Academic journal article Canadian Social Science

The Strength of Weak Ties and Issues of Embeddedness: A Review of Granovetter's Theories on Social Network and organization/FORCES DE POINTS FAIBLES ET ISSUES D'ENFONCEMENT : UNE REVUE DE THEORIES DEGRANOVETTER SUR L'ANALYSE ET L'ORGANISATION DU RESEAU SOCIAL

Academic journal article Canadian Social Science

The Strength of Weak Ties and Issues of Embeddedness: A Review of Granovetter's Theories on Social Network and organization/FORCES DE POINTS FAIBLES ET ISSUES D'ENFONCEMENT : UNE REVUE DE THEORIES DEGRANOVETTER SUR L'ANALYSE ET L'ORGANISATION DU RESEAU SOCIAL

Article excerpt

Abstract:

Based on the issues of the strength of weak ties and embeddedness, this paper haven taken a summary and review of Granovetter's theories on social network analysis and organization.

Key words: Granovetter, Weak ties, Embeddedness

Résumé: Basé sur les issues de forces de points faibles et d'enfoncement, ce document considéré comme un résumé et revue de théories de Granovetter sur l'analyse et l'organisation du réseau social.

Mots clés: Granovetter, points faibles , enfoncement

1. INTRODUCTION

Granovetter's 1973 paper "The Strength of Weak Ties" issued on American Journal of Sociology, is an important article on social network analysis. In this paper, Granovetter hypothesizes that weak ties can act as crucial bridge and elaborates four dimensions that measure the strength of ties. In his view, strong ties sustain relations within the group or organization, while weak ties can build bonding relations between groups or organizations and gain easily access to non-redundant information unavailable through interaction with strong ties. In other words, weak ties play a role of bridge in the process of information flows between different groups. The hypothesis of the strength of weak ties and such empirical findings has great influence on American and European researchers in social network analysis.

2. THE STRENGTH OF TIES AND THE EMBEDDEDNESS IDEA

Granovetter initially uses the concept of "the strength of ties" and makes the distinction between strong ties and weak ties. Furthermore, he proposes that the strength of ties can be measured by the following four dimensions: the amount of time, the emotional intensity, the intimacy (mutual confiding), and the reciprocal service. In his view, strong ties are related to higher frequency interaction, more emotional involving, more intimate, and wider reciprocal service, while weak ties are characterized by lower frequency interaction, less emotional involving, less intimate, and narrower reciprocal service.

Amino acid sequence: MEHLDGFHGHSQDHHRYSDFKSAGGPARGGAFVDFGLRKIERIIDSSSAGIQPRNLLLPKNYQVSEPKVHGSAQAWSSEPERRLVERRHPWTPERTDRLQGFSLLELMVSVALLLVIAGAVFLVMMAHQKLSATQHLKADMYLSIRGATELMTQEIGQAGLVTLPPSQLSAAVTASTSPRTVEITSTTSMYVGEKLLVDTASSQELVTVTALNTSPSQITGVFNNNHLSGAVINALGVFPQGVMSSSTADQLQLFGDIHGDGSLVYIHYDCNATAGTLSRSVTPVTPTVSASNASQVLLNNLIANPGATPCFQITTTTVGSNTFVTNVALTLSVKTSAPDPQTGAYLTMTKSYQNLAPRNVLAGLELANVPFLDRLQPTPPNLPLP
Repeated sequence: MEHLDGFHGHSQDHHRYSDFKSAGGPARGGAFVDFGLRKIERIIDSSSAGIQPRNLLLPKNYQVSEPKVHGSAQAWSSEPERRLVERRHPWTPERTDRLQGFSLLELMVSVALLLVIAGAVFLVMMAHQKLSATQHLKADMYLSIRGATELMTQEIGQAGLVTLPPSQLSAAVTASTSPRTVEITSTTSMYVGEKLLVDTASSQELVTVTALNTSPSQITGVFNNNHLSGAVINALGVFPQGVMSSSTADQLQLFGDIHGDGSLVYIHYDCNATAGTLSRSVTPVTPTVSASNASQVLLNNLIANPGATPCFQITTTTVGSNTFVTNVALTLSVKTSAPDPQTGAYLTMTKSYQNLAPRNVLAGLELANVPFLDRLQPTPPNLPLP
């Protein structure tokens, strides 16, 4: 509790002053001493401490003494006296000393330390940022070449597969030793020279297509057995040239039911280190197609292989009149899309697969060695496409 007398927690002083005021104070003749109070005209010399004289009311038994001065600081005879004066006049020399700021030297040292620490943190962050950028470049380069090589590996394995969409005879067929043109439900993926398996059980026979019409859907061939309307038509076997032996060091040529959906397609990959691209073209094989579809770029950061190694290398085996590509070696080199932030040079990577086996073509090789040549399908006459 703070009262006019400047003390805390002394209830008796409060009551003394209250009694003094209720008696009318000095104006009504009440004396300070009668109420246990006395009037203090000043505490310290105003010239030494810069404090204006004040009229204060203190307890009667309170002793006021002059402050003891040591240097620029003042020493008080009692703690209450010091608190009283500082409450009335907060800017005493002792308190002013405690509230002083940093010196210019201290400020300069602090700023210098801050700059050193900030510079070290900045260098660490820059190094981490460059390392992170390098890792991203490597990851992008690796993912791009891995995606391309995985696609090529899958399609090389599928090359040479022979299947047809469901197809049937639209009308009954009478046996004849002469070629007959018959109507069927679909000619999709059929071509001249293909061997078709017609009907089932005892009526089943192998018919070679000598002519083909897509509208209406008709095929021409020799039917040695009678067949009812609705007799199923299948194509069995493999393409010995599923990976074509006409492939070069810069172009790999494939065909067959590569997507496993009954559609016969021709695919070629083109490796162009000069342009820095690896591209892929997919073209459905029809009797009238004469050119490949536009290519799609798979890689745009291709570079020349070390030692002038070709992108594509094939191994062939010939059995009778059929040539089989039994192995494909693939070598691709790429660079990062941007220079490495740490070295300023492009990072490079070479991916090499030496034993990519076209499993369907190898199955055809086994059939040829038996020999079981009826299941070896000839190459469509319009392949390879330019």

Granovetter's emphasis on bridging weak ties is the nuclear of his hypothesis of "the strength of weak ties". He argued that weak ties are more likely to link members of different small groups than are strong ones, which tend to be concentrated within particular groups, and thus weak ties are more likely to move in circle different from our own and will have access to information different from that which we receive ( Granovetter, 1973, pl376 ). Furthermore, Granovetter's empirical study of recent job changers, he found that weak ties are an important resource in making possible mobility opportunity. Based on the empirical findings, Granovetter asserts that "though weak ties are certainly not automatically bridges. What is important, rather, is that all bridges are weak ties." (Granovetter, 1973, pl364).

Granovetter has developed the idea of "economic is embedded in the society" proposed by Karl Polani, and again concerns the embeddedness ideas by a critique of undersocialized and oversocialized accounts in his 1985 paper "Economic Action and Social Structure: The Problem of Embeddedness". He insists that economic action is closely embedded in networks of interpersonal relations, and argues that trust is very important in economic life, which results from social relations, rather than from institutional arrangements or generalized morality. In other words, he thinks that social networks generate trust and trust is embedded in social network and simultaneously economic action is embedded in the structure of trust of social network (Granovetter, 1985, p488).

In fact, Granovetter's concept of embeddedness implies that economic exchanges always take place between people who know each other but not completely strange to each other. In comparison with the hypothesis of weak ties, the concept of embeddedness emphasizes on trust rather than information. But trust should develop on basis of long-term contact or communication between transaction parties. …

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